Anushka and Neil do a very good job as the young, in-love, husband and wife. Meera’s character is sketched out pretty well, a young woman reflecting on the standard reply given to women, who are victims of crime – “Such things will happen. Why go out alone?” The bad guys are believable too – scruffy looking young men roaring about in a large, dusty SUV. Darshan Kumaar (whom we saw in Mary Kom) fits the role of Haryanvi hothead Satbir. Ravi Jhankal, another great actor, plays Mama Fauji, who eggs on Satbir and his friends.

NH10 is very violent and gets pretty gory. There are some scenes which depict brutality towards women also. The film has an A certificate from the Indian Censor Board and rightly so. However, even after the A certificate, NH10 was stalled for release because the censors wanted the violence toned down. I will say that some scenes were hard to watch, but I’m against the “toning down”. This reflects ground reality and must be shown raw and unedited, because, and I quote here from a NDTV discussion on the Nirbhaya case, “How will we know Red Riding Hood’s plight unless we understand how big and bad the wolf really was?” The reality is far more unpalatable than any film ever could be.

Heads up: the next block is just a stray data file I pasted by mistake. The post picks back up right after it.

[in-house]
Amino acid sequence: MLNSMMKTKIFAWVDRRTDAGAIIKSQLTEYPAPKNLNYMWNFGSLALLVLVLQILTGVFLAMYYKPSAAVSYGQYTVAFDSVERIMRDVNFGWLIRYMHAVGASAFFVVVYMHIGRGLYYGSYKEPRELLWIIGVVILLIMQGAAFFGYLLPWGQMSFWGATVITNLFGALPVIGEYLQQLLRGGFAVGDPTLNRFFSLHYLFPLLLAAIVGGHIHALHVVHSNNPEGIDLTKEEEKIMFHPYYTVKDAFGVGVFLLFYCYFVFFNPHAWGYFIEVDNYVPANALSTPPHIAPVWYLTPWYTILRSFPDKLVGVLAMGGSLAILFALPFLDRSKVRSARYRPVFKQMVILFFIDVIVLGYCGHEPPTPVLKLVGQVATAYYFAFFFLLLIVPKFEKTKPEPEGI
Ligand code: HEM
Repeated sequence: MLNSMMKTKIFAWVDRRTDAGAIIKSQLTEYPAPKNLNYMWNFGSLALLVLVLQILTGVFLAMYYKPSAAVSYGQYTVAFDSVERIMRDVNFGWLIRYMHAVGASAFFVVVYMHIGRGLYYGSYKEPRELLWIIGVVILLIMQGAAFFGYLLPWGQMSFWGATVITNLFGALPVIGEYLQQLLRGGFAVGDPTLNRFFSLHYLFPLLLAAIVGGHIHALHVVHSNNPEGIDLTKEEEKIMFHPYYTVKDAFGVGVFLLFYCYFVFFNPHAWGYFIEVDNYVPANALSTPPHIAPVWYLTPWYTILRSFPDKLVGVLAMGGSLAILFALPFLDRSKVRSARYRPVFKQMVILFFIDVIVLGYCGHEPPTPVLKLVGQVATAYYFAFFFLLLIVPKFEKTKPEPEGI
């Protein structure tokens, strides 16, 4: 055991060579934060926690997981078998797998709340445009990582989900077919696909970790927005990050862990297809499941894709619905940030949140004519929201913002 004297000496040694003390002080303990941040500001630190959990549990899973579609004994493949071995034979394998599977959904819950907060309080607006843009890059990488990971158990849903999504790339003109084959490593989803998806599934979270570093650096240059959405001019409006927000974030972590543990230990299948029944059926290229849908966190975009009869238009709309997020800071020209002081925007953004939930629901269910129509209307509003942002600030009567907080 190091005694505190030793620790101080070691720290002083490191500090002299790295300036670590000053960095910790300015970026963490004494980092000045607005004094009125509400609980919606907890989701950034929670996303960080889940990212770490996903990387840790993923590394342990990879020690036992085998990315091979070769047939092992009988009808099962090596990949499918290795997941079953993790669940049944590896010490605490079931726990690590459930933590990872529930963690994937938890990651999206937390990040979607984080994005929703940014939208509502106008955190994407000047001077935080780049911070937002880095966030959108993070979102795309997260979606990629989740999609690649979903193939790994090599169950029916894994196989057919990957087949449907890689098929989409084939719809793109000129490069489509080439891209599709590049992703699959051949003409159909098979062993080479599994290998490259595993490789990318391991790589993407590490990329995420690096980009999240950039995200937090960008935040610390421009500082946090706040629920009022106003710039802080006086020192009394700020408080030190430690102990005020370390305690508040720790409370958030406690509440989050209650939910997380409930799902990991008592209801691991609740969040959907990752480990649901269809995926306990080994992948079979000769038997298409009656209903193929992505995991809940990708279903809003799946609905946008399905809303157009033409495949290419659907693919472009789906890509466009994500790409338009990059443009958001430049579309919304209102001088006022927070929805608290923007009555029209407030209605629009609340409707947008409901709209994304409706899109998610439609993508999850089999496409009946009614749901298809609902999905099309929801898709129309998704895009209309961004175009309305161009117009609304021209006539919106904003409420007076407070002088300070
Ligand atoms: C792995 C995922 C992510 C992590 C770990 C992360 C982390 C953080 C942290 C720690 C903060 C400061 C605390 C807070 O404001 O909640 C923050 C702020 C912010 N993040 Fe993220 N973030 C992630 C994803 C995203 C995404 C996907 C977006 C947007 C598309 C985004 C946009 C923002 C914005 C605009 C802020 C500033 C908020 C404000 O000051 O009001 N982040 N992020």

NH10 is a must watch. Highly recommended.

Kidwise: Owing to the violence, this is unsuitable for children.

Posted in 2015, bollywood, directors, rating-A, rating-R, recommended, social issues, suspense, thriller, women | Leave a comment

Movie Preview : Dozakh – In Search of Heaven (20th March 2015)

This small budget movie about religion and religious tolerance comes via a newbie director. It stars the fantastic Lalit Tiwari, whom you might remember from Shyam Benegal’s Hari-bhari. I hope this film releases in the US and does well, because it is like a little blip of hope among the upcoming mindless-masala films.

Posted in 2012 | Leave a comment

Movie Review : Ugly (2014)

Ugly Hindi DVD Boxed and Sealed (English Subtitles)Rating : Good (4/5)
Genre : Thriller
Year : 2014
Running time : 2 hours 8 minutes
Director : Anurag Kashyap
Cast : Ronit Roy, Tejaswini Kolhapure, Surveen Chawla, Rahul Bhat, Vineet Singh, Girish Kulkarni
Kidwise Rating: A